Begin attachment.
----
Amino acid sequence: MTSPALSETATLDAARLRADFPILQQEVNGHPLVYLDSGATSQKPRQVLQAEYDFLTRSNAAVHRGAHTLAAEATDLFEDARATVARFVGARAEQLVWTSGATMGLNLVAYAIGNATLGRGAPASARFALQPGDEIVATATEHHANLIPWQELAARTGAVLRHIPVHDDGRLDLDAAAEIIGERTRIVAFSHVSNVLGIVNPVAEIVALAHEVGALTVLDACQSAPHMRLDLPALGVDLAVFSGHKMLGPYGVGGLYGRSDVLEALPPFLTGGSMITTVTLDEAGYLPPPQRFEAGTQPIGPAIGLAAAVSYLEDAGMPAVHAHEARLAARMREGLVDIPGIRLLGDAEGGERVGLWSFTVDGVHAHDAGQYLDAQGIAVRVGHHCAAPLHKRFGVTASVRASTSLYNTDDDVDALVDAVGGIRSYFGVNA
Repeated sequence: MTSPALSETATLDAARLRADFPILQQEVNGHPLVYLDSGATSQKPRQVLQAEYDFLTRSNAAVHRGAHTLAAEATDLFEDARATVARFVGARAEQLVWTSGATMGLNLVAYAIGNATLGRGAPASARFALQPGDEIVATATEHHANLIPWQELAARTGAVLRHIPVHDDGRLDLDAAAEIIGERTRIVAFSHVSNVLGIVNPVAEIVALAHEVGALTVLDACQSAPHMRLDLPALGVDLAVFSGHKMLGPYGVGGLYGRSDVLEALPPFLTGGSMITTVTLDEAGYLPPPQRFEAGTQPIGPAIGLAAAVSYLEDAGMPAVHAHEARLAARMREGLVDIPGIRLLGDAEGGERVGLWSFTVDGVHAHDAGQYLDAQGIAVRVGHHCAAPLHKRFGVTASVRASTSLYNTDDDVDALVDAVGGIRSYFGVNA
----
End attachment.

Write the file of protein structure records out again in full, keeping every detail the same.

Amino acid sequence: MTSPALSETATLDAARLRADFPILQQEVNGHPLVYLDSGATSQKPRQVLQAEYDFLTRSNAAVHRGAHTLAAEATDLFEDARATVARFVGARAEQLVWTSGATMGLNLVAYAIGNATLGRGAPASARFALQPGDEIVATATEHHANLIPWQELAARTGAVLRHIPVHDDGRLDLDAAAEIIGERTRIVAFSHVSNVLGIVNPVAEIVALAHEVGALTVLDACQSAPHMRLDLPALGVDLAVFSGHKMLGPYGVGGLYGRSDVLEALPPFLTGGSMITTVTLDEAGYLPPPQRFEAGTQPIGPAIGLAAAVSYLEDAGMPAVHAHEARLAARMREGLVDIPGIRLLGDAEGGERVGLWSFTVDGVHAHDAGQYLDAQGIAVRVGHHCAAPLHKRFGVTASVRASTSLYNTDDDVDALVDAVGGIRSYFGVNA
Repeated sequence: MTSPALSETATLDAARLRADFPILQQEVNGHPLVYLDSGATSQKPRQVLQAEYDFLTRSNAAVHRGAHTLAAEATDLFEDARATVARFVGARAEQLVWTSGATMGLNLVAYAIGNATLGRGAPASARFALQPGDEIVATATEHHANLIPWQELAARTGAVLRHIPVHDDGRLDLDAAAEIIGERTRIVAFSHVSNVLGIVNPVAEIVALAHEVGALTVLDACQSAPHMRLDLPALGVDLAVFSGHKMLGPYGVGGLYGRSDVLEALPPFLTGGSMITTVTLDEAGYLPPPQRFEAGTQPIGPAIGLAAAVSYLEDAGMPAVHAHEARLAARMREGLVDIPGIRLLGDAEGGERVGLWSFTVDGVHAHDAGQYLDAQGIAVRVGHHCAAPLHKRFGVTASVRASTSLYNTDDDVDALVDAVGGIRSYFGVNA